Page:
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Signaling Molecule Seen to Induce CNS Remyelination in Mice with Spinal Injuries

















































Neuregulin-1 is a signaling molecule of interest in the context of synaptic plasticity ­— the ability of our nerve cells to form new connections and get rid of those that are no longer needed. Now, a study showed that the factor is also indispensable for repairing myelin in models of spinal cord injury, a finding with possibly long-reaching implications for multiple sclerosis (MS) treatment.

The study, “Neuregulin-1 controls an endogenous repair mechanism after spinal cord injury,” was a collaborative effort between researchers from King’s College London and the University of Oxford, and published in the journal Brain.

Spinal cord injury and the nerve regeneration that follows have one thing in common with MS — good outcomes are highly dependent on remyelination of nerve cells. Spontaneous remyelination of damaged neurons in the spinal cord is very limited, and much research has focused on identifying factors that might speed up the natural process.

The scientists searched for these factors, analyzing a mouse model lacking the gene coding for neuregulin-1. Findings showed that when these mice suffered an injury to their spinal cord, no myelin repair whatsoever was evident.

As could be expected in the absense of remyelination, the mutant mice improved less after the injury than their normal counterparts, particularly when walking, balance, and coordination were assessed.

The research team also noted that neuregulin-1 could induce remyelinating functions in cells that normally do not hold this capacity — in so-called Schwann cells. These cells are known to myelinate nerves in the peripheral nervous system, but such an activity is unusual in the central nervous system, according to the researchers.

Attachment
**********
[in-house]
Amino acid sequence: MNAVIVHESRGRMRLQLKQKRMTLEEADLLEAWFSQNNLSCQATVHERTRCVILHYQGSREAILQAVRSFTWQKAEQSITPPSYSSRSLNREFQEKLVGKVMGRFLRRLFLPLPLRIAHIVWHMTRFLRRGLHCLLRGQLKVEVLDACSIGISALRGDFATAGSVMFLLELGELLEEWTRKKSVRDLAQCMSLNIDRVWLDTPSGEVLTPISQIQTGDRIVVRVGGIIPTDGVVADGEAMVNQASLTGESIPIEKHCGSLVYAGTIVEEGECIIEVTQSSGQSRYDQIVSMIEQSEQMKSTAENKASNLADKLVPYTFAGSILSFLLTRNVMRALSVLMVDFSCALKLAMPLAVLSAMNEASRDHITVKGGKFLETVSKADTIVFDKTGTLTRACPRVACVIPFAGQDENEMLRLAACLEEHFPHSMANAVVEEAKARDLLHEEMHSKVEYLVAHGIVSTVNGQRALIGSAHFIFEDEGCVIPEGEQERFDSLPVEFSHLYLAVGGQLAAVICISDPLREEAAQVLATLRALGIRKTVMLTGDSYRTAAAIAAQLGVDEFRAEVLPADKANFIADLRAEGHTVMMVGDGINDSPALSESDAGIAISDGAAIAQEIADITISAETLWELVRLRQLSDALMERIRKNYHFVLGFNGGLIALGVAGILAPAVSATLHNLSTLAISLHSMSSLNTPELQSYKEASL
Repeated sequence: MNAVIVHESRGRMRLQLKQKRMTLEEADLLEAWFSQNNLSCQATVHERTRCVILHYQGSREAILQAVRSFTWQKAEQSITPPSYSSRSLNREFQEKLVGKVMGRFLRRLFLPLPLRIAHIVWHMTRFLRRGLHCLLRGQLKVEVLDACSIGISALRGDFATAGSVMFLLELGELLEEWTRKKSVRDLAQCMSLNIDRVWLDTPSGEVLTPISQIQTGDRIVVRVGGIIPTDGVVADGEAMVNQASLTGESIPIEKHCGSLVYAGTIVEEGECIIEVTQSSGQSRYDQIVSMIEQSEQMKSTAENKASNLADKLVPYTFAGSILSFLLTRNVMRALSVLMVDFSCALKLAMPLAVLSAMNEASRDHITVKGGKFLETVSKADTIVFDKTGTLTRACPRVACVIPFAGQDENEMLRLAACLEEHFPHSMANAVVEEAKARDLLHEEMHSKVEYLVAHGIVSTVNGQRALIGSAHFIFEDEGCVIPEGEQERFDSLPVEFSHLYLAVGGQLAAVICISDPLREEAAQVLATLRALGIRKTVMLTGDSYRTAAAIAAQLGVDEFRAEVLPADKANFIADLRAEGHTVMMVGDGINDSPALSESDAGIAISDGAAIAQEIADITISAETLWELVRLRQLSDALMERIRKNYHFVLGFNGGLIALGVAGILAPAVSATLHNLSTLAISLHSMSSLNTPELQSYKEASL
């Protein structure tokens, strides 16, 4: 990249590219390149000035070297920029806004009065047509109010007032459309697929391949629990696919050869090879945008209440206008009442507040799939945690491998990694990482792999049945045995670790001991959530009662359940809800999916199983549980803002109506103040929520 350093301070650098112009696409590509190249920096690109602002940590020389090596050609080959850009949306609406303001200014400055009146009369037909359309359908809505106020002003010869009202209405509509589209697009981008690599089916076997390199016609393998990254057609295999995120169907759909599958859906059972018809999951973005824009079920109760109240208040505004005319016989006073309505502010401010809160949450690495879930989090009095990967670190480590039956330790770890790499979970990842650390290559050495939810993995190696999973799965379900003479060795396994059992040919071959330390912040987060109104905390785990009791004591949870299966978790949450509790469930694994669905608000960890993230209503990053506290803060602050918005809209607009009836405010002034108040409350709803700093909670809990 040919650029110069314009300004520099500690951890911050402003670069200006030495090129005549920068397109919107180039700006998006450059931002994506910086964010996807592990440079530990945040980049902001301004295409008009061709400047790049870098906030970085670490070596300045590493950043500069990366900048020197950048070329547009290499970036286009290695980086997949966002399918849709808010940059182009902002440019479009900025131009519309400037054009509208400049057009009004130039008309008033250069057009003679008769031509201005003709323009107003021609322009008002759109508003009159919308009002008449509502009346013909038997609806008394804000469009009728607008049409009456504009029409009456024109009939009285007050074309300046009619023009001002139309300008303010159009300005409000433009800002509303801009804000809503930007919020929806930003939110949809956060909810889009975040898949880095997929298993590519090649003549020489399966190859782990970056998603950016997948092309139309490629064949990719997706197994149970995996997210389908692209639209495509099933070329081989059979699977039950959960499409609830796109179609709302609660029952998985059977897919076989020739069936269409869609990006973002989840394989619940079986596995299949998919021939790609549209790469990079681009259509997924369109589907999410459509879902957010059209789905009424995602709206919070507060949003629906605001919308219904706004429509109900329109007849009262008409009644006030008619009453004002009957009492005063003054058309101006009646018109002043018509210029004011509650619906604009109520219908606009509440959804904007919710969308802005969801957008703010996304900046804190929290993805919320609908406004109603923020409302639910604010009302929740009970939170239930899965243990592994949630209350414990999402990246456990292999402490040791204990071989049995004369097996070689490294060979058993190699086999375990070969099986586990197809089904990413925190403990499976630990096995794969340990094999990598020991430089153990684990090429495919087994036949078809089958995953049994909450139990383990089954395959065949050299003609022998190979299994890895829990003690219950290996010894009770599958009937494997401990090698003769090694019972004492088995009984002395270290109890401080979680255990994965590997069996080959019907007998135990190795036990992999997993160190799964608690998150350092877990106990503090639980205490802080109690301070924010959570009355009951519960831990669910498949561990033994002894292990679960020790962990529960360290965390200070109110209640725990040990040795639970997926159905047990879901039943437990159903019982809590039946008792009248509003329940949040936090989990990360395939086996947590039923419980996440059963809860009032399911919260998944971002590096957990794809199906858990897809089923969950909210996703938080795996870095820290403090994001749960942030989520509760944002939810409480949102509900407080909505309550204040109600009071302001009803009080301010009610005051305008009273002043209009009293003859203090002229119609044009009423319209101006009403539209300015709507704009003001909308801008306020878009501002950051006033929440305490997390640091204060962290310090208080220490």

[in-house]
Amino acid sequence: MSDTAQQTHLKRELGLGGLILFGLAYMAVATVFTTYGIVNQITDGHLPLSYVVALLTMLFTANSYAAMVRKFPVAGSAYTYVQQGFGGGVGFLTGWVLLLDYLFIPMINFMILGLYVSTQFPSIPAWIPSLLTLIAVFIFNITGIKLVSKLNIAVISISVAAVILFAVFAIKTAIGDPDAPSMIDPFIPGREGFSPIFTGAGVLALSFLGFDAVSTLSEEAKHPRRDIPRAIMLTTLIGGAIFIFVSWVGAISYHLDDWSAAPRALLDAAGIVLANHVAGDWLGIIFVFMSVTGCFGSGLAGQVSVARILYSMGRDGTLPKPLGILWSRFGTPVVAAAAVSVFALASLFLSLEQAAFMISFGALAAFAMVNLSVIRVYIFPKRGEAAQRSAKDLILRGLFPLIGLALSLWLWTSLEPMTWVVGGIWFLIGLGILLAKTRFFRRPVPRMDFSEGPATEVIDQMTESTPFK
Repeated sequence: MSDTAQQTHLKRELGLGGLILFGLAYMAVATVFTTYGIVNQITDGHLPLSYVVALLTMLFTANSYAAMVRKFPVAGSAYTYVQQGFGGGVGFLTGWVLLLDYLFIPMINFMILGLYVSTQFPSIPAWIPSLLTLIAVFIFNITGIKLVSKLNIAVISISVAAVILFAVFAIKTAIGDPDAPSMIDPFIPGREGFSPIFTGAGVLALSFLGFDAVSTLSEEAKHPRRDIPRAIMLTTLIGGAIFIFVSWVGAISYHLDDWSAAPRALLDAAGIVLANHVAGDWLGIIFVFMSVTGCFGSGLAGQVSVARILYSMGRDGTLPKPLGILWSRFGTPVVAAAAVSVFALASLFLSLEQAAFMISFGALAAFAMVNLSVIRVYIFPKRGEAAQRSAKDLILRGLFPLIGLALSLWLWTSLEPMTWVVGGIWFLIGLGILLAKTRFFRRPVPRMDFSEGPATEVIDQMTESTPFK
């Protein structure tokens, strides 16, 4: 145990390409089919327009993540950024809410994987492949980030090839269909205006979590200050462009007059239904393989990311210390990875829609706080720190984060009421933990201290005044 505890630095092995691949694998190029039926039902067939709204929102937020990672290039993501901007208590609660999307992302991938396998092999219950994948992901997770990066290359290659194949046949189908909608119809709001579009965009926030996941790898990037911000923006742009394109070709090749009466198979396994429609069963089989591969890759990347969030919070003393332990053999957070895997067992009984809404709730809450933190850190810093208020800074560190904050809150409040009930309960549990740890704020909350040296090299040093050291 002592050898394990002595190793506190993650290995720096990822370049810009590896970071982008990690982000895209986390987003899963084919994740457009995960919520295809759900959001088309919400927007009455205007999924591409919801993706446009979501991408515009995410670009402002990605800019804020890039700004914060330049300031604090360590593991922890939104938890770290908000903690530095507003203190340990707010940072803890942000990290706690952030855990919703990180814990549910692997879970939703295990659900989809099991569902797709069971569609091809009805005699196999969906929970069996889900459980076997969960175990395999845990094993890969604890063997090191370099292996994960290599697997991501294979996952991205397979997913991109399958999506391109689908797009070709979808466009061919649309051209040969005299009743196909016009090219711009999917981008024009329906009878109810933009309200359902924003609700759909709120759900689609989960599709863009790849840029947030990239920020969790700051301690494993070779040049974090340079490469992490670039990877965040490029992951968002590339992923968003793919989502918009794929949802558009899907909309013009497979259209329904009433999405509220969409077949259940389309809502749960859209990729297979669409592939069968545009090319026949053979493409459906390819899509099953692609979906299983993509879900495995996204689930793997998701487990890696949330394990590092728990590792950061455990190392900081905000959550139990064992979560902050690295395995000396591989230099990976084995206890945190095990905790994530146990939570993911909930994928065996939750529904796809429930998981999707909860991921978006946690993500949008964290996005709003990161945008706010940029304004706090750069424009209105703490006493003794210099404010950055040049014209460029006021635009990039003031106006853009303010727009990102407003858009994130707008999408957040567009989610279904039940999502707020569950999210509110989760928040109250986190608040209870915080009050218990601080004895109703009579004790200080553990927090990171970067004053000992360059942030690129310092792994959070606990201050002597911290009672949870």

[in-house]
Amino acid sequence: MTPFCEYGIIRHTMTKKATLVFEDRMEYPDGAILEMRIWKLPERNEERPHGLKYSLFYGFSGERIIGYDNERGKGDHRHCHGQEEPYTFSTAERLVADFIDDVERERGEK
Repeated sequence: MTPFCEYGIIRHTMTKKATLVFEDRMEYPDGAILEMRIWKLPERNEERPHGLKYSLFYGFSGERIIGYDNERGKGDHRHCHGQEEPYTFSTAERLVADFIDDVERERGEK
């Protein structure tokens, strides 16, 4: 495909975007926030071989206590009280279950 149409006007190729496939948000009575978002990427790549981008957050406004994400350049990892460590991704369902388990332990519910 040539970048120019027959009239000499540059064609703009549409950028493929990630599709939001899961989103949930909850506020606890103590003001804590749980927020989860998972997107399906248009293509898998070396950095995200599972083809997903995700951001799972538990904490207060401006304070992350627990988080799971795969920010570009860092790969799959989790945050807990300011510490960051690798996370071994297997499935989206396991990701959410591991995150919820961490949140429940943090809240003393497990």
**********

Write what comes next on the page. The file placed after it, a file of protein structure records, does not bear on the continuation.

Elizabeth Bradbury, the study’s senior author and a professor of Regenerative Medicine & Neuroplasticity at King’s College, said in a press release: “Existing treatments are largely ineffective, so there is a pressing need for new regenerative therapies to repair tissue damage and restore function after spinal cord injury. These new findings advance our understanding of the molecular mechanisms which may orchestrate the body’s remarkable capacity for natural repair.”

Added Dr. Katalin Bartus, lead author of the study, “We hope this work will provide a platform for future research, in which it will be important to test how enhancing levels of neuregulin-1 will improve functional outcome after spinal cord injury.”

“By enhancing this spontaneous response, we may be able to significantly improve spinal cord function after injury,” Dr. Bradbury concluded. “Our research also has wider implications for other disorders of the central nervous system which share this demyelinating pathology, such as multiple sclerosis.”

Story Source: The above story is based on materials provided by MULTIPLESCLEROSISNEWSTODAY
Note: Materials may be edited for content and length

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